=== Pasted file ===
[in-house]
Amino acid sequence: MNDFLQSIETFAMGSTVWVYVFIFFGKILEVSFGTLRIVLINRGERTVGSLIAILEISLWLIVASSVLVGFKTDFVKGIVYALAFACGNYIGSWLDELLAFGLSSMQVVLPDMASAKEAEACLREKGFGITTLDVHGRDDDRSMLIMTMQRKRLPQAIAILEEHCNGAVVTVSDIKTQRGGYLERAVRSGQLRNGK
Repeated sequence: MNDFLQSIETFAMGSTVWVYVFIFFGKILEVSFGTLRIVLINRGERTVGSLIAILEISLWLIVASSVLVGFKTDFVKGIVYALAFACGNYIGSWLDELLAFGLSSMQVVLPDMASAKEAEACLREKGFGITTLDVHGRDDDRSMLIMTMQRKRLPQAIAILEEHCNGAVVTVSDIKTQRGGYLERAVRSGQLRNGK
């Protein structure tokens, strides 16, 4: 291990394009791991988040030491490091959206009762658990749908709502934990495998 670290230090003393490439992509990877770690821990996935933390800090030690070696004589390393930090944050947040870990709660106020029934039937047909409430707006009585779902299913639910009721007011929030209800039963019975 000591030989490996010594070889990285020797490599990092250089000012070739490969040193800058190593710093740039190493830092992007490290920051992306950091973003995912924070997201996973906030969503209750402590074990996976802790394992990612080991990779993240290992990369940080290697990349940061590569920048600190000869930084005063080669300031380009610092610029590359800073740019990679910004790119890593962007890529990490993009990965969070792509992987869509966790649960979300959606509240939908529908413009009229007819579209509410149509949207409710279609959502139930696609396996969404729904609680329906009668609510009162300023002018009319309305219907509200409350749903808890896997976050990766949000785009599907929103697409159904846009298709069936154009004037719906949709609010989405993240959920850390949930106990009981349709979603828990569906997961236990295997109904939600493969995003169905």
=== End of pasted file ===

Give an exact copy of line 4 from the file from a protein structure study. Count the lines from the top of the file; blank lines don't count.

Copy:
């Protein structure tokens, strides 16, 4: 291990394009791991988040030491490091959206009762658990749908709502934990495998 670290230090003393490439992509990877770690821990996935933390800090030690070696004589390393930090944050947040870990709660106020029934039937047909409430707006009585779902299913639910009721007011929030209800039963019975 000591030989490996010594070889990285020797490599990092250089000012070739490969040193800058190593710093740039190493830092992007490290920051992306950091973003995912924070997201996973906030969503209750402590074990996976802790394992990612080991990779993240290992990369940080290697990349940061590569920048600190000869930084005063080669300031380009610092610029590359800073740019990679910004790119890593962007890529990490993009990965969070792509992987869509966790649960979300959606509240939908529908413009009229007819579209509410149509949207409710279609959502139930696609396996969404729904609680329906009668609510009162300023002018009319309305219907509200409350749903808890896997976050990766949000785009599907929103697409159904846009298709069936154009004037719906949709609010989405993240959920850390949930106990009981349709979603828990569906997961236990295997109904939600493969995003169905």